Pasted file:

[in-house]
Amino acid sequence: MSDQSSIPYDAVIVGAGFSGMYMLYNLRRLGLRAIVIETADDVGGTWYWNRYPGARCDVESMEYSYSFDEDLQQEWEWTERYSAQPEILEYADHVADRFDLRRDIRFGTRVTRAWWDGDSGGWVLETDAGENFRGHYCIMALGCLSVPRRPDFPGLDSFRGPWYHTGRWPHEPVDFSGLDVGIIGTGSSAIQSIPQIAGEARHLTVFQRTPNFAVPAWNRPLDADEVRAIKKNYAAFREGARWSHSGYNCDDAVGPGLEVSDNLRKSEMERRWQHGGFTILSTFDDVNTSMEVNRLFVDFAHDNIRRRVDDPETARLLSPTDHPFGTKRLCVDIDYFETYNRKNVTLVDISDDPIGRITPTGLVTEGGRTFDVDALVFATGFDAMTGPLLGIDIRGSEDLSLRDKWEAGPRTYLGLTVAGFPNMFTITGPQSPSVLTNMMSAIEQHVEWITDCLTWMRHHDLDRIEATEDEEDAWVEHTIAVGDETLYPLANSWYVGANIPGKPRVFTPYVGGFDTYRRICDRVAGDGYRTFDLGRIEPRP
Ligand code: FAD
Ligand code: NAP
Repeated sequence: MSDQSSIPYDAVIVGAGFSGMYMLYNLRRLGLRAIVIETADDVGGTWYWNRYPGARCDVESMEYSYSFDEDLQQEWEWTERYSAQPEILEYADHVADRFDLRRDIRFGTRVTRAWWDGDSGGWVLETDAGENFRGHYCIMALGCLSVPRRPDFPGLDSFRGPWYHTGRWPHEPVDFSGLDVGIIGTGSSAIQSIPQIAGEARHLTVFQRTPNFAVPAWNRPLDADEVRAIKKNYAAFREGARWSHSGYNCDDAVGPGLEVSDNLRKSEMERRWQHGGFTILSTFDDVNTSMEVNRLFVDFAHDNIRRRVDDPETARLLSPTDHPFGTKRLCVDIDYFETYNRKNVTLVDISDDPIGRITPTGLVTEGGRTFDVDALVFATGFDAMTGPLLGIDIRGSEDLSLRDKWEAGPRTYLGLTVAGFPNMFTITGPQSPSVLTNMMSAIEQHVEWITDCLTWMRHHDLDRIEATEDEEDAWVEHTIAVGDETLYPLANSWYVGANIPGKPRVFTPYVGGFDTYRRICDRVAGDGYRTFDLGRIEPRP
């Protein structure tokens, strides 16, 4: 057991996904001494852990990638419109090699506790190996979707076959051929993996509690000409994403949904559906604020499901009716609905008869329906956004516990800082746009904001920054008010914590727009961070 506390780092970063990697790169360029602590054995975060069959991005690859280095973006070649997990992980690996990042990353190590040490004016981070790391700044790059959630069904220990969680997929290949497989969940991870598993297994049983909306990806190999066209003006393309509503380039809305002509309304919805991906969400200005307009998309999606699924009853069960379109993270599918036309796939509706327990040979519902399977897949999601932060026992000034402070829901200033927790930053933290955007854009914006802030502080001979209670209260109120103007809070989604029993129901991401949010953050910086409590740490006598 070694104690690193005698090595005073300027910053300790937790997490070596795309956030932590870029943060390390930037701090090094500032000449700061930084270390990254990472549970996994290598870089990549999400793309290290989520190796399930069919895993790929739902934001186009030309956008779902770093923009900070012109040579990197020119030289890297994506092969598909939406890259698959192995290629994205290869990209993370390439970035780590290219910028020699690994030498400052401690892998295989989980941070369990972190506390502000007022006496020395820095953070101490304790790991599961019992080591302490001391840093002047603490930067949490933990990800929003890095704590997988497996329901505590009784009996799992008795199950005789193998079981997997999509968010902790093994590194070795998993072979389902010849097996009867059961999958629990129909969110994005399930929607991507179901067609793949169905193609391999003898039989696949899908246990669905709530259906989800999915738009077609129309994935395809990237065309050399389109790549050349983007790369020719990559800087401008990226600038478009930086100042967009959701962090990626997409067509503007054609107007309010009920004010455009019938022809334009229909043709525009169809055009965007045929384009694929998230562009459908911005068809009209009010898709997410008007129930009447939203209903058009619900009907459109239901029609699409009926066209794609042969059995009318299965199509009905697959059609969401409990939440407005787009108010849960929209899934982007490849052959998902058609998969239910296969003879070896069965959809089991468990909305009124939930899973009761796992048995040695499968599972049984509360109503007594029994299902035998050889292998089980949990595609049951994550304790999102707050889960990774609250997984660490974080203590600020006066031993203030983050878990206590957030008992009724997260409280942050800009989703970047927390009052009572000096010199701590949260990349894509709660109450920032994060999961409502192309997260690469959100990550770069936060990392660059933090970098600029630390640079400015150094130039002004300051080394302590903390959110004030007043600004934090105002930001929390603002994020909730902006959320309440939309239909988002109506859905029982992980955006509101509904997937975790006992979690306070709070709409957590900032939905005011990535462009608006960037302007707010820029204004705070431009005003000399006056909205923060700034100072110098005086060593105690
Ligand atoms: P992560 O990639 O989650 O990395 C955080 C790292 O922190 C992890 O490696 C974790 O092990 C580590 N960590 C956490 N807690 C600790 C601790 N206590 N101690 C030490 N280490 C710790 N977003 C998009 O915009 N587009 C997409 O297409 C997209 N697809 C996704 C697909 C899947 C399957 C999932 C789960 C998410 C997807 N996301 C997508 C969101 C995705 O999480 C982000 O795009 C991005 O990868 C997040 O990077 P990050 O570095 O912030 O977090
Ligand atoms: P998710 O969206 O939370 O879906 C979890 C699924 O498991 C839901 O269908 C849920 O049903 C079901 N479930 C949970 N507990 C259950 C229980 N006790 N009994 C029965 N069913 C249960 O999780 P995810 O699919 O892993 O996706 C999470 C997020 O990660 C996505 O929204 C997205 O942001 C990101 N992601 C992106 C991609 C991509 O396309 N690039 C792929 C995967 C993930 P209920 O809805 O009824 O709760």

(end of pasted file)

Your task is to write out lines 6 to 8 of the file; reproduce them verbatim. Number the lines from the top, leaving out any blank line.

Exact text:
């Protein structure tokens, strides 16, 4: 057991996904001494852990990638419109090699506790190996979707076959051929993996509690000409994403949904559906604020499901009716609905008869329906956004516990800082746009904001920054008010914590727009961070 506390780092970063990697790169360029602590054995975060069959991005690859280095973006070649997990992980690996990042990353190590040490004016981070790391700044790059959630069904220990969680997929290949497989969940991870598993297994049983909306990806190999066209003006393309509503380039809305002509309304919805991906969400200005307009998309999606699924009853069960379109993270599918036309796939509706327990040979519902399977897949999601932060026992000034402070829901200033927790930053933290955007854009914006802030502080001979209670209260109120103007809070989604029993129901991401949010953050910086409590740490006598 070694104690690193005698090595005073300027910053300790937790997490070596795309956030932590870029943060390390930037701090090094500032000449700061930084270390990254990472549970996994290598870089990549999400793309290290989520190796399930069919895993790929739902934001186009030309956008779902770093923009900070012109040579990197020119030289890297994506092969598909939406890259698959192995290629994205290869990209993370390439970035780590290219910028020699690994030498400052401690892998295989989980941070369990972190506390502000007022006496020395820095953070101490304790790991599961019992080591302490001391840093002047603490930067949490933990990800929003890095704590997988497996329901505590009784009996799992008795199950005789193998079981997997999509968010902790093994590194070795998993072979389902010849097996009867059961999958629990129909969110994005399930929607991507179901067609793949169905193609391999003898039989696949899908246990669905709530259906989800999915738009077609129309994935395809990237065309050399389109790549050349983007790369020719990559800087401008990226600038478009930086100042967009959701962090990626997409067509503007054609107007309010009920004010455009019938022809334009229909043709525009169809055009965007045929384009694929998230562009459908911005068809009209009010898709997410008007129930009447939203209903058009619900009907459109239901029609699409009926066209794609042969059995009318299965199509009905697959059609969401409990939440407005787009108010849960929209899934982007490849052959998902058609998969239910296969003879070896069965959809089991468990909305009124939930899973009761796992048995040695499968599972049984509360109503007594029994299902035998050889292998089980949990595609049951994550304790999102707050889960990774609250997984660490974080203590600020006066031993203030983050878990206590957030008992009724997260409280942050800009989703970047927390009052009572000096010199701590949260990349894509709660109450920032994060999961409502192309997260690469959100990550770069936060990392660059933090970098600029630390640079400015150094130039002004300051080394302590903390959110004030007043600004934090105002930001929390603002994020909730902006959320309440939309239909988002109506859905029982992980955006509101509904997937975790006992979690306070709070709409957590900032939905005011990535462009608006960037302007707010820029204004705070431009005003000399006056909205923060700034100072110098005086060593105690
Ligand atoms: P992560 O990639 O989650 O990395 C955080 C790292 O922190 C992890 O490696 C974790 O092990 C580590 N960590 C956490 N807690 C600790 C601790 N206590 N101690 C030490 N280490 C710790 N977003 C998009 O915009 N587009 C997409 O297409 C997209 N697809 C996704 C697909 C899947 C399957 C999932 C789960 C998410 C997807 N996301 C997508 C969101 C995705 O999480 C982000 O795009 C991005 O990868 C997040 O990077 P990050 O570095 O912030 O977090
Ligand atoms: P998710 O969206 O939370 O879906 C979890 C699924 O498991 C839901 O269908 C849920 O049903 C079901 N479930 C949970 N507990 C259950 C229980 N006790 N009994 C029965 N069913 C249960 O999780 P995810 O699919 O892993 O996706 C999470 C997020 O990660 C996505 O929204 C997205 O942001 C990101 N992601 C992106 C991609 C991509 O396309 N690039 C792929 C995967 C993930 P209920 O809805 O009824 O709760």